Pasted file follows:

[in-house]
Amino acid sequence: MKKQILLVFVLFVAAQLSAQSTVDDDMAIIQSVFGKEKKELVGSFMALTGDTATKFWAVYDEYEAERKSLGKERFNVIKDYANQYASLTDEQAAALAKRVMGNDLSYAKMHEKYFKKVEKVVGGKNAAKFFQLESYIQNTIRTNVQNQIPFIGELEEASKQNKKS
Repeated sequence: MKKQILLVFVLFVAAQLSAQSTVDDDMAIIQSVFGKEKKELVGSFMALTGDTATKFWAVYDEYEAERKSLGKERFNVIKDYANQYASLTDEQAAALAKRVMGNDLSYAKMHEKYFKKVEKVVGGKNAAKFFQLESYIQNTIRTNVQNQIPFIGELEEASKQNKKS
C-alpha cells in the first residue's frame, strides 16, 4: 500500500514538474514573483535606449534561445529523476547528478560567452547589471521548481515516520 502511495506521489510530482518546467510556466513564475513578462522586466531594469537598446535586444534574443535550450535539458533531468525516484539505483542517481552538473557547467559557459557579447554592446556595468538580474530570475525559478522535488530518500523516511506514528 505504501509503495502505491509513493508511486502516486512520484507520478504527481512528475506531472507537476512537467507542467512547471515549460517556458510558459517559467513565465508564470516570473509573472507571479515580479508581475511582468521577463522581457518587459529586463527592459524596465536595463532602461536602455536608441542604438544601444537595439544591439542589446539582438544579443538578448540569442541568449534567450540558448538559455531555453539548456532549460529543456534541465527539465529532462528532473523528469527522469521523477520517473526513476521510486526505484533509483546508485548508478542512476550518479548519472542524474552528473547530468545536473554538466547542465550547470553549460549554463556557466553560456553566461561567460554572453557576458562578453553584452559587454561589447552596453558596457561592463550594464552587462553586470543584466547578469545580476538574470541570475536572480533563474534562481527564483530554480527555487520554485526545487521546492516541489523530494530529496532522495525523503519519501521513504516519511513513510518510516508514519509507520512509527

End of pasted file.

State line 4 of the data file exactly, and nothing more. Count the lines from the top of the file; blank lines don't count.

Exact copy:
C-alpha cells in the first residue's frame, strides 16, 4: 500500500514538474514573483535606449534561445529523476547528478560567452547589471521548481515516520 502511495506521489510530482518546467510556466513564475513578462522586466531594469537598446535586444534574443535550450535539458533531468525516484539505483542517481552538473557547467559557459557579447554592446556595468538580474530570475525559478522535488530518500523516511506514528 505504501509503495502505491509513493508511486502516486512520484507520478504527481512528475506531472507537476512537467507542467512547471515549460517556458510558459517559467513565465508564470516570473509573472507571479515580479508581475511582468521577463522581457518587459529586463527592459524596465536595463532602461536602455536608441542604438544601444537595439544591439542589446539582438544579443538578448540569442541568449534567450540558448538559455531555453539548456532549460529543456534541465527539465529532462528532473523528469527522469521523477520517473526513476521510486526505484533509483546508485548508478542512476550518479548519472542524474552528473547530468545536473554538466547542465550547470553549460549554463556557466553560456553566461561567460554572453557576458562578453553584452559587454561589447552596453558596457561592463550594464552587462553586470543584466547578469545580476538574470541570475536572480533563474534562481527564483530554480527555487520554485526545487521546492516541489523530494530529496532522495525523503519519501521513504516519511513513510518510516508514519509507520512509527